All subjects were matched for age and sex and those with diabetes for duration and A1C.

LDIflares were markedly reduced in all diabetic groups compared with the control group (P < 0.0001 for each group) (Fig. 1). In the UCN patients, there was no difference in LDIflare area between the unaffected (1.14 ± 0.51 cm2) and the affected (1.42 ± 0.37 cm2) limbs. LDImax was also markedly impaired in the DPN group (262 ± 71 PU) compared with the control group (594 ± 94, P < 0.0001) (Fig. 1). In contrast to the LDIflare findings, LDImax in the DCN (432 ± 88) and UCN (417 ± 110) groups was significantly greater than in the DPN group (262 ± 71; P < 0.001 and P < 0.01, respectively) but lower than in the control group (594 ± 110, both P < 0.01). Finally, there was no difference in the LDImax between the unaffected (417 ± 110) and affected (432 ± 88) limbs in the UCN group.

The principal findings were as follows: 1) C-fiber function, as assessed by the LDIflare technique, is severely impaired in CN and indistinguishable from DPN alone; 2) MMH is relatively preserved in CN and significantly higher than in neuropathy alone; and 3) affected and unaffected limbs of patients with CN have similar C-fiber dysfunction and MMH.

The reduced MMH in the DPN group is not unexpected, having been described in a variety of diabetic states including impaired glucose tolerance (68). What is surprising is the relative preservation of MMH in the DCN groups, as this would be expected to be worse or similar to, but not significantly better than, the relatively less complicated DPN group. The latter findings are supported by other studies (13,14).

As first suggested by Charcot (9,10), bone resorption as a result of increased bone perfusion secondary to the sympathetic denervation may be implicated in the development of CN (11). Preservation of the MMH in CN is consistent with hyperemia being involved. In contrast, in those with DPN without CN, the observed lower hyperemic responses may be protective.

Bone dissolution, which is the hallmark of the condition, is dependent upon osteoclastic activativation by a system of cytokines, the receptor activator of the nuclear factor-κB (NF-κB) ligand (RANKL)–NF-κB system (RANKL–NF-κB) (10,12,13). This system is activated in diabetes (1416) and inhibited by neuropeptides (13). Thus, diabetic neuropathy may favor RANKL–NF-κB system activation and may lead to protracted inflammation in CN (10).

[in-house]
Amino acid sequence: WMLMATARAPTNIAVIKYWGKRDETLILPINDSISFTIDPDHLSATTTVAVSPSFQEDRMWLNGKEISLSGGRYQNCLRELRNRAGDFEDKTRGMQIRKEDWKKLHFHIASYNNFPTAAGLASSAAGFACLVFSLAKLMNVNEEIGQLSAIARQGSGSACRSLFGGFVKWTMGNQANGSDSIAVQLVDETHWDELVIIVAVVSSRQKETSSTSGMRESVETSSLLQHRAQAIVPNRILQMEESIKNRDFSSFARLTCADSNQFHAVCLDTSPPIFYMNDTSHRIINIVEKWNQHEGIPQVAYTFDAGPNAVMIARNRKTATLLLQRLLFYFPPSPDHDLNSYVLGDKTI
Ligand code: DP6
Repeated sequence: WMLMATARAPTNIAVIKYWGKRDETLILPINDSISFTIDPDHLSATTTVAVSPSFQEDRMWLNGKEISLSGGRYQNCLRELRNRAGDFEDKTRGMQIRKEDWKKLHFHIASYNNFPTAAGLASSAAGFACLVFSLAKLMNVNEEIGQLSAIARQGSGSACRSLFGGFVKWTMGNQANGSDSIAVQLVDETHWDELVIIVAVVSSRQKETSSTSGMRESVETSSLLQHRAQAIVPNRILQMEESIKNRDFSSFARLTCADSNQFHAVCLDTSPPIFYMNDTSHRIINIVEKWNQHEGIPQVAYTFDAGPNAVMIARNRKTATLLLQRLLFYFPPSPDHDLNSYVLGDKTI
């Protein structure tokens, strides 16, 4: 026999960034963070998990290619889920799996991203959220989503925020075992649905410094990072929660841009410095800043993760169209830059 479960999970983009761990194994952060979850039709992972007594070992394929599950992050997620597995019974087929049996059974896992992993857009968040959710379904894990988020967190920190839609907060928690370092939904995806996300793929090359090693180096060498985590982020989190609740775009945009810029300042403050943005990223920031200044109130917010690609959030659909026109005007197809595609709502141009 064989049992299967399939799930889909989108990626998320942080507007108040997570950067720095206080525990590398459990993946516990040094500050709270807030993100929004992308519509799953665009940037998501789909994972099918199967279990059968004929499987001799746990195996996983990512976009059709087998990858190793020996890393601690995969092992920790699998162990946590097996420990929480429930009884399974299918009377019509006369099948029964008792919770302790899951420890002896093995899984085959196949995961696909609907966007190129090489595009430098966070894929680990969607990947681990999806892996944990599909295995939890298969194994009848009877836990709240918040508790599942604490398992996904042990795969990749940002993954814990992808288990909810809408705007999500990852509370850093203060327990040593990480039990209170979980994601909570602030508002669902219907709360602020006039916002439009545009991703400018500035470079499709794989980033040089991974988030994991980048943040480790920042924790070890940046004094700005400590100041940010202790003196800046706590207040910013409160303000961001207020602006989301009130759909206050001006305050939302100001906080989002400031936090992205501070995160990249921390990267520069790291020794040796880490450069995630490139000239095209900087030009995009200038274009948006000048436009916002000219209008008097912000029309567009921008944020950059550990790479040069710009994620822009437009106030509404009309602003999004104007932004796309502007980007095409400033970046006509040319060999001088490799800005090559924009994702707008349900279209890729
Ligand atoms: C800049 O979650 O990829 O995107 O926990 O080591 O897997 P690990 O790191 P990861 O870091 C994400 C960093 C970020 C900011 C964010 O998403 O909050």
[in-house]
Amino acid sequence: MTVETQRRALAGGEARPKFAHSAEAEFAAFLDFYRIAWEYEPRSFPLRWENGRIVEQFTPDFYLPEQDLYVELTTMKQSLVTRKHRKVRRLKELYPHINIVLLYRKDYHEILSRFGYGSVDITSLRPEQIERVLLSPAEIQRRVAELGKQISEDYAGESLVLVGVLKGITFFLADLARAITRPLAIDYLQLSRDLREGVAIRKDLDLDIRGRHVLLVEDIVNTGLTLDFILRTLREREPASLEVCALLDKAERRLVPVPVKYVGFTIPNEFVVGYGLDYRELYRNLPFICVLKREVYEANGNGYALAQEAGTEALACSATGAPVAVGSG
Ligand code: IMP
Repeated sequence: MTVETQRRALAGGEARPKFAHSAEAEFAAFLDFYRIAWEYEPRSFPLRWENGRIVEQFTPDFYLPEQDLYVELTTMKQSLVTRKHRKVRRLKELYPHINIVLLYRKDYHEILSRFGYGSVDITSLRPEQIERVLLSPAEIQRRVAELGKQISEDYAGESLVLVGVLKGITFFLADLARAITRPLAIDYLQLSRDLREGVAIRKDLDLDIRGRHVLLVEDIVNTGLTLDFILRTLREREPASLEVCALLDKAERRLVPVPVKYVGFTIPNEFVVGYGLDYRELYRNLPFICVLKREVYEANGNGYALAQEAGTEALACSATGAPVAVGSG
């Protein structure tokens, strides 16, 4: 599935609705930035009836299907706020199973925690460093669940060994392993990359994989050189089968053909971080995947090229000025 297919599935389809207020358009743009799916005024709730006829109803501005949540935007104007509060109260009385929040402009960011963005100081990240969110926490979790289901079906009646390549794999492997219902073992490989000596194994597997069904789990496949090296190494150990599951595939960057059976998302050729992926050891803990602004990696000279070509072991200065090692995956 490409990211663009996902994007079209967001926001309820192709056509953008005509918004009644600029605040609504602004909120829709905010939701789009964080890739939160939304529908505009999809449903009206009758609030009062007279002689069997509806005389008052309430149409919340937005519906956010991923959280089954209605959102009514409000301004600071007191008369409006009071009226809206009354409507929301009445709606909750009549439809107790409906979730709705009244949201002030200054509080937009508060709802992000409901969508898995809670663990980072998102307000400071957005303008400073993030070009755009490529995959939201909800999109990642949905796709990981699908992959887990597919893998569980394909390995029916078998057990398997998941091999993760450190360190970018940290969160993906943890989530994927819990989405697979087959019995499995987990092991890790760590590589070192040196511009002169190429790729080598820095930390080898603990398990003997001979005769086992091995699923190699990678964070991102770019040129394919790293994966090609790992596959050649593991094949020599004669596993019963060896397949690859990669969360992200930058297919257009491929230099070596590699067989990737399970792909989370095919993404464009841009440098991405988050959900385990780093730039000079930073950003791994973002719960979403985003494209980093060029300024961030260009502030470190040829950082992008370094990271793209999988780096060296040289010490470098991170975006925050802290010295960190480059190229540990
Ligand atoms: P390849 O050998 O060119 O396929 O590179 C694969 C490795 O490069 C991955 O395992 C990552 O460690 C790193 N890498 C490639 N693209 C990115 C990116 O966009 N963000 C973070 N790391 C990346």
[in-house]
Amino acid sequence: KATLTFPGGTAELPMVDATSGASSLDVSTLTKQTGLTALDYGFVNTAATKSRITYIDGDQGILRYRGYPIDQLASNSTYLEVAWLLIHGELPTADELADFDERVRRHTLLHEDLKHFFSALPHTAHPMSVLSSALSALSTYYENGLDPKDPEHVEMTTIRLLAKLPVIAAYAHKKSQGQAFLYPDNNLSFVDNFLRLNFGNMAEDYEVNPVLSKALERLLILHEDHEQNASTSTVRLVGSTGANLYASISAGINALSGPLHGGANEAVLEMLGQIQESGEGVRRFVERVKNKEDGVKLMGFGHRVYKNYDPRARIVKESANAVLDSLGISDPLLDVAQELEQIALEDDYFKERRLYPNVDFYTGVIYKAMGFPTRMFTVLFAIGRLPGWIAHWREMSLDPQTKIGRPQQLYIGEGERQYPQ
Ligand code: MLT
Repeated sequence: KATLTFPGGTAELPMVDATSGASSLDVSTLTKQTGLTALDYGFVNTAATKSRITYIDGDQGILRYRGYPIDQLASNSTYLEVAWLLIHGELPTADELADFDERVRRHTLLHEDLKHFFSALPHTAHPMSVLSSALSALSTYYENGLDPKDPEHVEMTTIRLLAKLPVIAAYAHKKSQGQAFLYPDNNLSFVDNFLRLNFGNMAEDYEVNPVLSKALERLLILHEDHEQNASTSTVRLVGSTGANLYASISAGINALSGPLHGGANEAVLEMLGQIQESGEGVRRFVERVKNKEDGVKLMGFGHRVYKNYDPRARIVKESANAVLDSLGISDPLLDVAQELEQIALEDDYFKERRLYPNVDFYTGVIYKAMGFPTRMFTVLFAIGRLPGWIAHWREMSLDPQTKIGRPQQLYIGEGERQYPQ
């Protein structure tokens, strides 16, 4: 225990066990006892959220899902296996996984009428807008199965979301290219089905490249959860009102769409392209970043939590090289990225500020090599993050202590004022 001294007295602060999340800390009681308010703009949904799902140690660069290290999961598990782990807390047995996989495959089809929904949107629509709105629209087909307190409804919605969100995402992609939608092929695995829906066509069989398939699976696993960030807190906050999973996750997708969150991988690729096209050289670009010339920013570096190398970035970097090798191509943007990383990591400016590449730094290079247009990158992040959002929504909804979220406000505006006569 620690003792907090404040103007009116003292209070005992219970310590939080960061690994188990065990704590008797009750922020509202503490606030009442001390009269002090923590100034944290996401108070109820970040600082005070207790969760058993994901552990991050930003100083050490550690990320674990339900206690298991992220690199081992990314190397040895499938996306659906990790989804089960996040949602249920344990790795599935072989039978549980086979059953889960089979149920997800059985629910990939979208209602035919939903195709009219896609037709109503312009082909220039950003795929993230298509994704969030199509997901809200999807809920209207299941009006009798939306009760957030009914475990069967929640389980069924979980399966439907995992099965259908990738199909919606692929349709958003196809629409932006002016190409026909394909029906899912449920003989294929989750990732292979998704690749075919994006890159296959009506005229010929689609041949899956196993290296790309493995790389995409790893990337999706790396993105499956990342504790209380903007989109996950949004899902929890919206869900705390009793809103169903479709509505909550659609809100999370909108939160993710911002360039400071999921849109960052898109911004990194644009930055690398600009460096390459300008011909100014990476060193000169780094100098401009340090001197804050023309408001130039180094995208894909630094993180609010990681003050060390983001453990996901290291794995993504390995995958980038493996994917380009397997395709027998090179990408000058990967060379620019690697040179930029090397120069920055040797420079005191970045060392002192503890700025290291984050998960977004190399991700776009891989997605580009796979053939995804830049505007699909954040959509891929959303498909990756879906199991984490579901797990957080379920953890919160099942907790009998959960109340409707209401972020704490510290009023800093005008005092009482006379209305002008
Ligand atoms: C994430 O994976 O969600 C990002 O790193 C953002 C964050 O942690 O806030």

Heat-induced vasodilatation is thought to be proportional to the expression of NO synthase (4,17), and RANKL–NF-κB activation increases the production of inducible NO synthase (18).

Protracted inflammation in combination with the absence of modifying sympathetic tone and neuropeptides may lead to unrestrained and prolonged hyperemic bone perfusion, contributing to the bone dissolution in CN. The relatively high MMH seen in the skin of those with CN would support the latter suggestion of hyperemic bone blood flow.

The finding of high MMH in affected and unaffected limbs of those with CN suggests that this abnormality is preexisting. A high MMH may thus be implicated in the development of CN rather than secondary to changes in the local microcirculation as a consequence of CN.

This study supports the suggestion that preserved MMH is a prerequisite for the development of CN (3,4). Understanding why vascular reactivity is retained may be important in discovering the cause and identifying treatments for CN.

Figure 1—

A: C-fiber function measured by the LDIflare technique. B: Maximum microvascular hyperemic response measured using LDImax technique. HC, healthy control group.

Figure 1—

A: C-fiber function measured by the LDIflare technique. B: Maximum microvascular hyperemic response measured using LDImax technique. HC, healthy control group.

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Published ahead of print at http://care.diabetesjournals.org on 5 September 2007. DOI: 10.2337/dc07-1063.